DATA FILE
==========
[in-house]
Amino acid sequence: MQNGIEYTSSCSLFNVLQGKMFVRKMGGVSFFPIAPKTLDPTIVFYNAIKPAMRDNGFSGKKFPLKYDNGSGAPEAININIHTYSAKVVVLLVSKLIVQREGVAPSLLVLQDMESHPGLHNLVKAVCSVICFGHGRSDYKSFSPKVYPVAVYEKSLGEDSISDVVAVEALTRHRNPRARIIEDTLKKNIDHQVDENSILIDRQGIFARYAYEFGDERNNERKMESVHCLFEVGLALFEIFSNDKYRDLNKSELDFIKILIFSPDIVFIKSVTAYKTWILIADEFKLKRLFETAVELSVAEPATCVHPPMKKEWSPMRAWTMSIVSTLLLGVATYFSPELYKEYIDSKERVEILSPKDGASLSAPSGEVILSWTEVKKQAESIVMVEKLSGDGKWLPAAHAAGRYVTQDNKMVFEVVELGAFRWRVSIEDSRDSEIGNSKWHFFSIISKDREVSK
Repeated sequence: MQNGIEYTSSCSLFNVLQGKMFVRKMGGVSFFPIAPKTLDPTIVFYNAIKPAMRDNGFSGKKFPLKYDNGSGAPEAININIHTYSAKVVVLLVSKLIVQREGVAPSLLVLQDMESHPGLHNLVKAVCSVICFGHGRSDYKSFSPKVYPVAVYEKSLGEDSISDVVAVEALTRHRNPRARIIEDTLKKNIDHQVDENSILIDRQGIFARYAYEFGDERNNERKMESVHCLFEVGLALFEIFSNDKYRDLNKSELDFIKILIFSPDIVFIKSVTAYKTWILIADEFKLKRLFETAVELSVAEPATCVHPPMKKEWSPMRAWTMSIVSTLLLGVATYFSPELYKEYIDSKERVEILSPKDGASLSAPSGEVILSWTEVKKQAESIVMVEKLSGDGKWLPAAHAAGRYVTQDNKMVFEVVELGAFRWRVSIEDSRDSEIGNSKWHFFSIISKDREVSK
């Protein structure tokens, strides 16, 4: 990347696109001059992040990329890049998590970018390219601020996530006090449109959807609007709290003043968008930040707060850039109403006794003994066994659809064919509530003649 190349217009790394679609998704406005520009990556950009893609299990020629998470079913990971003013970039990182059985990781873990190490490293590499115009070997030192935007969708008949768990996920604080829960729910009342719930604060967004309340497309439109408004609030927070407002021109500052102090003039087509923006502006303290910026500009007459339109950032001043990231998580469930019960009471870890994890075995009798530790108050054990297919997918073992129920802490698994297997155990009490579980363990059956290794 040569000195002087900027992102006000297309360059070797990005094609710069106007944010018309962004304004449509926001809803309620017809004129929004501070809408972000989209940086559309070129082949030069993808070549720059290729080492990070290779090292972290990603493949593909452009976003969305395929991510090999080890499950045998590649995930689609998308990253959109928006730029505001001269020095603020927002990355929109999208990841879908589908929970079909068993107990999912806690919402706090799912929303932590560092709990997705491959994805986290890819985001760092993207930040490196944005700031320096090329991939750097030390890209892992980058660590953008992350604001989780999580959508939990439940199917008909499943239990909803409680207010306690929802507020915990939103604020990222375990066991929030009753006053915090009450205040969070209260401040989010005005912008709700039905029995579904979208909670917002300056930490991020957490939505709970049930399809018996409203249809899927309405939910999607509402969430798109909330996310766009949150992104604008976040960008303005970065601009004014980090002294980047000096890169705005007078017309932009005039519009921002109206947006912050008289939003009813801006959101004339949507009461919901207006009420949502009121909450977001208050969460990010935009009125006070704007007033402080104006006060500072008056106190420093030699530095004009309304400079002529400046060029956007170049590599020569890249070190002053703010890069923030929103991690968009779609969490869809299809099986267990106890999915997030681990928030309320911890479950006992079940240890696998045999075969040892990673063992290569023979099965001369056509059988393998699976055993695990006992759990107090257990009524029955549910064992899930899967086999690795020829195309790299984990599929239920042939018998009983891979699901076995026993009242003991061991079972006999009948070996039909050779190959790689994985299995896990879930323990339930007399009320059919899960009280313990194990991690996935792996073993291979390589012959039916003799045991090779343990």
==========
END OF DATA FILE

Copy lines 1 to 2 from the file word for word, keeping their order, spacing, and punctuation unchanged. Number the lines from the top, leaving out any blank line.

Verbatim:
[in-house]
Amino acid sequence: MQNGIEYTSSCSLFNVLQGKMFVRKMGGVSFFPIAPKTLDPTIVFYNAIKPAMRDNGFSGKKFPLKYDNGSGAPEAININIHTYSAKVVVLLVSKLIVQREGVAPSLLVLQDMESHPGLHNLVKAVCSVICFGHGRSDYKSFSPKVYPVAVYEKSLGEDSISDVVAVEALTRHRNPRARIIEDTLKKNIDHQVDENSILIDRQGIFARYAYEFGDERNNERKMESVHCLFEVGLALFEIFSNDKYRDLNKSELDFIKILIFSPDIVFIKSVTAYKTWILIADEFKLKRLFETAVELSVAEPATCVHPPMKKEWSPMRAWTMSIVSTLLLGVATYFSPELYKEYIDSKERVEILSPKDGASLSAPSGEVILSWTEVKKQAESIVMVEKLSGDGKWLPAAHAAGRYVTQDNKMVFEVVELGAFRWRVSIEDSRDSEIGNSKWHFFSIISKDREVSK